Wednesday, November 20, 2013

Vintage Computer - Minuteman 1 Missile D-17B guidance computer - David Larsen, Testing & Engineering 1960


David tells a few words about his work with the Minuteman 1 missile computer in 1960.
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Bugbooks David Larsen
This was another one of those - being in the right place at the right times- between my freshman and sophomore years at Oregon State University. I did not have a summer job so I jumped in my little 1955 Volkswagon and drove 1000 miles to Southern California looking for work. I applied for work at several tech companies.

Autonetics put me to work in test and engineering on a new project building D-17B computers for the Minuteman 1 missile guidance system. This was exciting for me being only 21 years old.
David Larsen D-17 computer
Dave&D-17B Computer 10-26-13
I must say I did feel a bit overwhelmed by the whole process as I had no previous formal electronics training other then in the Navy. I think it was my previous experience with the 1957 training at Remington Rand Univac in the Navy that really got me the job. Of course that Navy training was result of being selected for a special more or less secret work because of my electronics background and ham radio. Enlarge the photo's by clicking on them and then even more by a right click and select "View image".

A few words about the D-17B computer - it was all solid state and used DRL ( diode- resistor- logic) , DTL ( diode transistor logic ) was used only
Minuteman one missile
D-17B Guidance Computer
for gain or inversion. The computer was a 24 bit machine and could execute almost 13,000 additions per second. It was build with ( Approximate ) -  6000 didoes,1000 capacitors,500 resistors, 1500 transistors, 75 circuit boards, memory of 5500 words and weighed 60 lbs.

Here is a look at some of the computer boards

I enjoyed the engineering & testing work for three months and then went back to college for my Sophomore year. I wondered why I was hired because I did not hide the fact I was returning to college. It was a great experience. Seeing the D-17B guidance computer at the Computer History Museum brought back some wonderful memories from 63 years ago. Golly am I getting old or what ?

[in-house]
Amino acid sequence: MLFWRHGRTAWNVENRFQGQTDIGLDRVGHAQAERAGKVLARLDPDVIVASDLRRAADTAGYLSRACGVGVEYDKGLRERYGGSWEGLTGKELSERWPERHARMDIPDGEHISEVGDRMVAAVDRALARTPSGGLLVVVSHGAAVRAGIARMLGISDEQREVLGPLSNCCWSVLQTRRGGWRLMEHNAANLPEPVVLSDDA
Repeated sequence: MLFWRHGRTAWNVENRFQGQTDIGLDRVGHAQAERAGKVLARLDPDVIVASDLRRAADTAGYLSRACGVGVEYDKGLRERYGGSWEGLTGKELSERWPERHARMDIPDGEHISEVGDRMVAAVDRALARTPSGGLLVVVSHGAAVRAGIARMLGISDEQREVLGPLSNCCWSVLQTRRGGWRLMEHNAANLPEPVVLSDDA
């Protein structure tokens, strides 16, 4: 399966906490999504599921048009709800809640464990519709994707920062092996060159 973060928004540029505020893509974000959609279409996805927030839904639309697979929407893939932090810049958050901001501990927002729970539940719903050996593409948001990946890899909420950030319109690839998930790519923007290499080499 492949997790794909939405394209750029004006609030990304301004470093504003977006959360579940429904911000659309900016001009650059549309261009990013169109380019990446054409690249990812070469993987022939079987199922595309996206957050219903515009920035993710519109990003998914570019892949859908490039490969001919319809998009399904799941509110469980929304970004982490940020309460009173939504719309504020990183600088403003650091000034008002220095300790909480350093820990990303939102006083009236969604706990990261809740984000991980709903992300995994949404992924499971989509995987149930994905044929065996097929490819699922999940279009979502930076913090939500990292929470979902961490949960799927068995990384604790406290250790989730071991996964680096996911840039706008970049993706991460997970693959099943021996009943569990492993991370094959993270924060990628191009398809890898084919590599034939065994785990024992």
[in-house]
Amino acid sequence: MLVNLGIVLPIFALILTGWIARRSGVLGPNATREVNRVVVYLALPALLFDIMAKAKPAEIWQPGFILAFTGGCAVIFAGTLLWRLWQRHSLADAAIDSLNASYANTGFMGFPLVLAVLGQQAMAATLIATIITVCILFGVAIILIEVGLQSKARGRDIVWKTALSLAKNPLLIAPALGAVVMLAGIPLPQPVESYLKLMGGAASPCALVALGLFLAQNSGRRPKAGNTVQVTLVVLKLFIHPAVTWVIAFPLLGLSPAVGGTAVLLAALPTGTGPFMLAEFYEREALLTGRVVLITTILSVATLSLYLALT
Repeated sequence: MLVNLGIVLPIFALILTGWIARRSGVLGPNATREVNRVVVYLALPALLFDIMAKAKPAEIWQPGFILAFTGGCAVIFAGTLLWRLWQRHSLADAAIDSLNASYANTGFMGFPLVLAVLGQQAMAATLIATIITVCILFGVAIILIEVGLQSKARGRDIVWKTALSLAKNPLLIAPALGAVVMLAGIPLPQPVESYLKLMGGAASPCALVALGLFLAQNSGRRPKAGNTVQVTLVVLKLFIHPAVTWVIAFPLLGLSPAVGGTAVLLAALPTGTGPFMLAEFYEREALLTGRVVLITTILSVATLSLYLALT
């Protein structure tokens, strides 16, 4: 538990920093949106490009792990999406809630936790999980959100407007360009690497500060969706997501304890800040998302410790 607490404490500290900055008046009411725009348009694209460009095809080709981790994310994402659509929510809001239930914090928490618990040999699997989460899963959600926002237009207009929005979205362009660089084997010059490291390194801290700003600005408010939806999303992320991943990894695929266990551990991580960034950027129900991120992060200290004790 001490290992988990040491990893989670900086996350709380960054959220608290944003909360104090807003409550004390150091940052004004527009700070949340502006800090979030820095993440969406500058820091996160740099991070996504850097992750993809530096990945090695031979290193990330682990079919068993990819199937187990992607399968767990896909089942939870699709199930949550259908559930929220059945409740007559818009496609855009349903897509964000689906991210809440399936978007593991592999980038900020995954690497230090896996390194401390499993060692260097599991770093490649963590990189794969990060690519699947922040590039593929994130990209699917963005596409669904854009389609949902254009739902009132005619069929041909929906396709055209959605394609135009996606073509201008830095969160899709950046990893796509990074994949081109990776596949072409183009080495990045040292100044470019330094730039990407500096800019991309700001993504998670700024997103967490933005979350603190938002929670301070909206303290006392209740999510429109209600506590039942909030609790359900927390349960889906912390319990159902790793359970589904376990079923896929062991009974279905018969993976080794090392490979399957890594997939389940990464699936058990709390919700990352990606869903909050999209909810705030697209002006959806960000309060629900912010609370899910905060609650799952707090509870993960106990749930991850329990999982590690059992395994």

I would like to have a Minuteman 1 computer in our museum however that will be difficult. I do have a computer in the "Bugbook Historical Microcomputer Museum" made about the same time or a little earlier made by Autonetics, the same company the made the missile computer. It is an  Autonetics Recomp 501 computer made in 1958. The 501 is a transistorized computer and has some of the same features as the missile computer. It is likely the same team at Autonetics designed the 501.

Video of Minuteman Computer at Computer History Museum

David Larsen KK4WW
David Larsen
Computer History Museum
Computer History Museum
The visit to the  'Computer History Museum' located  in Mountain View, California was a trip down memory lane and a great way to learn about the history of computers. The displays of equipment are extremely captivating and the personal tour by Lyle Bickley was insanely great. Thank you - the Computer History Museum and Lyle Bickley for allowing me to make this video,blog, and podcast.
The Computer History Museum should be on the 'Must Visit' list for visitors to Silicon Valley.

 "by David Larsen"  KK4WW Computer Collector Historian   
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